21. Sankaridurg P, Holden B, Smith E, III, et al. Decrease in rate of myopia progression with a contact lens designed to reduce relative peripheral hyperopia: one-year results. Invest Ophthalmol Vis Sci 2011; 52(13):9362-9367
  22. Anstice NS, Phillips JR. Effect of Dual-Focus Soft Contact Lens Wear on Axial Myopia Progression in Children. Ophthalmology 2011
  23. Lam CS, Tang WC, Tse DY, et al. Defocus Incorporated Soft Contact (DISC) lens slows myopia progression in Hong Kong Chinese schoolchildren: a 2-year randomised clinical trial. Br J Ophthalmol 2013
  24. Randomized clinical trial of myopia control in myopic schoolchildren using the defocus incorporated soft contact (DISC) lens. Centre for Myopia Research, School of Optometry, The Hong Kong Polytechnic University, Hung Hom, Kowloon, Hong Kong. 2010
  25. Ticak A, Walline JJ. Peripheral optics with bifocal soft and corneal reshaping contact lenses. Optom Vis Sci 2013; 90(1):3-8
  26. Kang P, Swarbrick H. Peripheral refraction in myopic children wearing orthokeratology and gas-permeable lenses. Optom Vis Sci 2011; 88(4):476-482
  27. Cho P, Cheung SW, Edwards M. The longitudinal orthokeratology research in children (LORIC) in Hong Kong: a pilot study on refractive changes and myopic control. Curr Eye Res 2005; 30(1):71-80
  28. Walline JJ, Jones LA, Sinnott LT. Corneal Reshaping and Myopia Progression. Br J Ophthalmol 2009
  29. Cho P, Cheung SW. Retardation of Myopia in Orthokeratology (ROMIO) Study: A 2-Year Randomized Clinical Trial. Invest Ophthalmol Vis Sci 2012; 53(11):7077-7085
  30. Santodomingo-Rubido J, Villa-Collar C, Gilmartin B, et al. Myopia control with orthokeratology contact lenses in Spain: refractive and biometric changes. Invest Ophthalmol Vis Sci 2012; 53(8):5060-5065
  31. Kakita T, Hiraoka T, Oshika T. Influence of overnight orthokeratology on axial elongation in childhood myopia. Invest Ophthalmol Vis Sci 2011; 52(5):2170-2174
  32. Hiraoka T, Kakita T, Okamoto F, Takahashi H, Oshika T. Long-term effect of overnight orthokeratology on axial length elongation in childhood myopia: a 5-year follow-up study. Invest Ophthalmol Vis Sci 2012; 53(7):3913-3919
  33. Swarbrick HA. Orthokeratology review and update. Clin Exp Optom 2006; 89(3):124-143
  34. Bullimore MA, Sinnott LT, Jones-Jordan LA. The risk of microbial keratitis with overnight corneal reshaping lenses. Optom Vis Sci 2013; 90(9):937-944
  35. Kang P, Fan Y, Oh K, et al. The effect of multifocal soft contact lenses on peripheral refraction. Optom Vis Sci 2013; 90(7):658-666
  36. Berntsen DA, Kramer CE. Peripheral defocus with spherical and multifocal soft contact lenses. Optom Vis Sci 2013; 90(11):1215-1224
  37. Rosen R, Jaeken B, Lindskoog PA, et al. Evaluating the peripheral optical effect of multifocal contact lenses. Ophthalmic Physiol Opt 2012; 32(6):527-534
  38. Aller TA, Laure A, Wildsoet C. Results of a one-year prospective clinical trial (CONTROL) of the use of bifocal soft contact lenses to control myopia progression. Ophthal Ophthal Opt 2006; 26(Suppl. 1):8-9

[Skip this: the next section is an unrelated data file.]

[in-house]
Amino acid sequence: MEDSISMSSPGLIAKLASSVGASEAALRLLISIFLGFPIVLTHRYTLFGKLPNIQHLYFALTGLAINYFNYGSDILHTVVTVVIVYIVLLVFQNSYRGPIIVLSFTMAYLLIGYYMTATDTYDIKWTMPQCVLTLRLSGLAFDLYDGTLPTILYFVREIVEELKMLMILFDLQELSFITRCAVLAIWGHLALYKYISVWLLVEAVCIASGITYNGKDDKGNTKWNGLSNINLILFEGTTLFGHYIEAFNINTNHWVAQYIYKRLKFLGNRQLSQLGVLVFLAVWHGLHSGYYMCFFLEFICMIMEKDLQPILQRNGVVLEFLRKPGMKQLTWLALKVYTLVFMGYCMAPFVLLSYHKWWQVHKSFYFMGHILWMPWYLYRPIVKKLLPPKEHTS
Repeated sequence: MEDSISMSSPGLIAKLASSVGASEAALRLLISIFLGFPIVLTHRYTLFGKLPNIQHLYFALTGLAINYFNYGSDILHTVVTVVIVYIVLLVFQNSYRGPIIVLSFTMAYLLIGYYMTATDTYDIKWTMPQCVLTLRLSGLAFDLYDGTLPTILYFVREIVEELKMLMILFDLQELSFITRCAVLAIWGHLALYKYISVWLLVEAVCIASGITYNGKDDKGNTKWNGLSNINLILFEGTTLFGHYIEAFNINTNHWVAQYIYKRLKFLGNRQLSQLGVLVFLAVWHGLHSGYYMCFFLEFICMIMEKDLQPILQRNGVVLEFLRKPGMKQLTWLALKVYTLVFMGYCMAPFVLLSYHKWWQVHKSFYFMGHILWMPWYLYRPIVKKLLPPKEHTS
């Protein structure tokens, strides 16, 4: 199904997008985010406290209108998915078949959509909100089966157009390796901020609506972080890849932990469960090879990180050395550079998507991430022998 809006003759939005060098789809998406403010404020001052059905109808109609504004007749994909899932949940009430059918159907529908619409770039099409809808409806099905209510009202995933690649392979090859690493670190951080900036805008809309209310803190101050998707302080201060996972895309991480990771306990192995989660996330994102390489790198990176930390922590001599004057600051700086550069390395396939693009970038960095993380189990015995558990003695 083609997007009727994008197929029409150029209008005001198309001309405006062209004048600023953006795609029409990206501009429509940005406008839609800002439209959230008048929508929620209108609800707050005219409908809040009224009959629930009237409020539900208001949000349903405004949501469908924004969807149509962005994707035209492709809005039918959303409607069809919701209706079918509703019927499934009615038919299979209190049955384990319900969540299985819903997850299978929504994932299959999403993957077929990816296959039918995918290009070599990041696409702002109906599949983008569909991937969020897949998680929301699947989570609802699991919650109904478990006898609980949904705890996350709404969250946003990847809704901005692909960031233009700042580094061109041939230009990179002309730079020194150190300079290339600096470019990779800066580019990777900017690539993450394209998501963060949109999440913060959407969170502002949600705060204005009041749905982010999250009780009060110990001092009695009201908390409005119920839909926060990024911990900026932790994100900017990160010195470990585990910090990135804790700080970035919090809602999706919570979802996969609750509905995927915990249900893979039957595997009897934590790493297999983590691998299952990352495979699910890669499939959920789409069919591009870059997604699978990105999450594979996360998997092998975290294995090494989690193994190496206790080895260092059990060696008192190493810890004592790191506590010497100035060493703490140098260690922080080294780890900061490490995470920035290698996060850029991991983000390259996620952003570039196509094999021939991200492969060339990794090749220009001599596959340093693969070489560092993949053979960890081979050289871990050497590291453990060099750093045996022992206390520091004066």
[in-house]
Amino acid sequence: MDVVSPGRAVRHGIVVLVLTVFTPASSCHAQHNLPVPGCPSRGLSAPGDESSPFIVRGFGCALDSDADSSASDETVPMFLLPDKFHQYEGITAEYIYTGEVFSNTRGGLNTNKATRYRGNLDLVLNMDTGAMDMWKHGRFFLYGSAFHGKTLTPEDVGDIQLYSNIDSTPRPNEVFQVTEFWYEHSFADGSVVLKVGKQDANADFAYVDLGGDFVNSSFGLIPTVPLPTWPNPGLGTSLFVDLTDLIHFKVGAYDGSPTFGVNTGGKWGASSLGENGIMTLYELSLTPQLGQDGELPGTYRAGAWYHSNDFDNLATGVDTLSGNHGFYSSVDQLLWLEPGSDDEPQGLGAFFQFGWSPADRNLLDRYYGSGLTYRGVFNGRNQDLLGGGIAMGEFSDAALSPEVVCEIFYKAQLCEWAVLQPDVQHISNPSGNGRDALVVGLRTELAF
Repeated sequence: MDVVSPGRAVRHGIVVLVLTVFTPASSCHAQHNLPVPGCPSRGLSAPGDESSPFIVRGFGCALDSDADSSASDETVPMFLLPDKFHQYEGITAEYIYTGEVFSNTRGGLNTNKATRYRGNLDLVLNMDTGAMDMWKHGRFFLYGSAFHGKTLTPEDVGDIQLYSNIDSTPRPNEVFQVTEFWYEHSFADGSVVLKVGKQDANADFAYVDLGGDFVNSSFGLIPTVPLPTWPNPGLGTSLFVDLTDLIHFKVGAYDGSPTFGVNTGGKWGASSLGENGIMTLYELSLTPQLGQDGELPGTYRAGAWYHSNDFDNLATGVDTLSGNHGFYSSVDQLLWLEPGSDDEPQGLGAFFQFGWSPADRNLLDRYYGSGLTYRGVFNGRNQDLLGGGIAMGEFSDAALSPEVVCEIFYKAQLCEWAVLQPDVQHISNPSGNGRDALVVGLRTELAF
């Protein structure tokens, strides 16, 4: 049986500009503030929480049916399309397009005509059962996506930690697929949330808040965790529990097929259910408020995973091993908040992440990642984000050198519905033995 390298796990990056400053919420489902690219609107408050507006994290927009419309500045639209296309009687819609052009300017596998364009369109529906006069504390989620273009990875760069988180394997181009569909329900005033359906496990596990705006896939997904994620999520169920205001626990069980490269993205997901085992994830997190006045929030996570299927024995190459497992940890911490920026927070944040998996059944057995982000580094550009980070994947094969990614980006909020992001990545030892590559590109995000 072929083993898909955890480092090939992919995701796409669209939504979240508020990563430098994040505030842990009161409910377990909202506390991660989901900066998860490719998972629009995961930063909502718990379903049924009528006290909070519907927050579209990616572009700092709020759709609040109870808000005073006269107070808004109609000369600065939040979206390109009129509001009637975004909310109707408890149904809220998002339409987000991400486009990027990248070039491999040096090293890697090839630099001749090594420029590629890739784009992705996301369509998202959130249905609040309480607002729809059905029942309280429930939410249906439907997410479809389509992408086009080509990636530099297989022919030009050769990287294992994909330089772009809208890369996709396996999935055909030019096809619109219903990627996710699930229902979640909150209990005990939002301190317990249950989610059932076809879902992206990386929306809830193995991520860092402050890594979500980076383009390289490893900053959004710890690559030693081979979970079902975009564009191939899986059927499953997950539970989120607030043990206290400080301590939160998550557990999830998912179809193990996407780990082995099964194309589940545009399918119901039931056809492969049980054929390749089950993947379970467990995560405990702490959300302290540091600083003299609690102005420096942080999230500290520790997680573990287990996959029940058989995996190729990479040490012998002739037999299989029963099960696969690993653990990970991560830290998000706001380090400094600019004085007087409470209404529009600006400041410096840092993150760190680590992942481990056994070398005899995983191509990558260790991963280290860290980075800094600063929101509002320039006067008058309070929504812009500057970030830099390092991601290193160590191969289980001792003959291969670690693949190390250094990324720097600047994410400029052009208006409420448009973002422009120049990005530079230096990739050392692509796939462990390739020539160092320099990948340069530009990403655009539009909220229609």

39. Walline JJ, Greiner KL, McVey ME, et al. Multifocal contact lens myopia control. Optom Vis Sci 2013; 90(11):1207-1214
  40. Tarrant J, Severson H, Wildsoet CF. Accommodation in emmetropic and myopic young adults wearing bifocal soft contact lenses. Ophthalmic Physiol Opt 2008; 28(1):62-72
  41. Chia A, Chua WH, Wen L, et al. Atropine for the Treatment of Childhood Myopia: Changes after Stopping Atropine 0.01%, 0.1% and 0.5%. Am J Ophthalmol 2013
  42. Cullen AP. Ozone depletion and solar ultraviolet radiation: ocular effects, a United nations environment programme perspective. Eye Contact Lens 2011; 37(4):185-190
  43. Walsh JE, Bergmanson JP. Does the eye benefit from wearing ultraviolet-blocking contact lenses? Eye Contact Lens 2011; 37(4):267-272
  44. Allen PM, Evans BJW, Wilkins AJ. Vision and Reading Difficulties. London: Ten Alps; 2010
  45. Evans BJW. Orthoptic indications for contact lens wear. Cont Lens Anterior Eye 2006; 29:175-181
  46. Walline JJ, Jones LA, Rah MJ, et al. Contact Lenses in Pediatrics (CLIP) Study: chair time and ocular health. Optom Vis Sci 2007; 84(9):896-902
  47. Jones LA, Walline JJ, Gaume A, Rah MJ, Manny RE, Berntsen DA et al. Purchase of contact lenses and contact-lenses-related symptoms following the Contact Lenses in Pediatrics (CLIP) Study. Cont Lens Anterior Eye 2009
  48. Stapleton F, Carnt N. Contact lens-related microbial keratitis: how have epidemiology and genetics helped us with pathogenesis and prophylaxis. Eye (Lond) 2012; 26(2):185-193
  49. Johnson KL. Are we myopic about myopia control? Cont Lens Anterior Eye 2014
  50. Dumbleton K, Jones L. Editorial. Non-compliance: so what? Contact Lens Update 2011; 26th September 2011
  51. Soni PS, Horner DG, Jimenez L, et al. Will young children comply and follow instructions to successfully wear soft contact lenses? CLAO J 1995; 21(2):86-92
  52. Brennan N. 2014. Ref Type: Personal Communication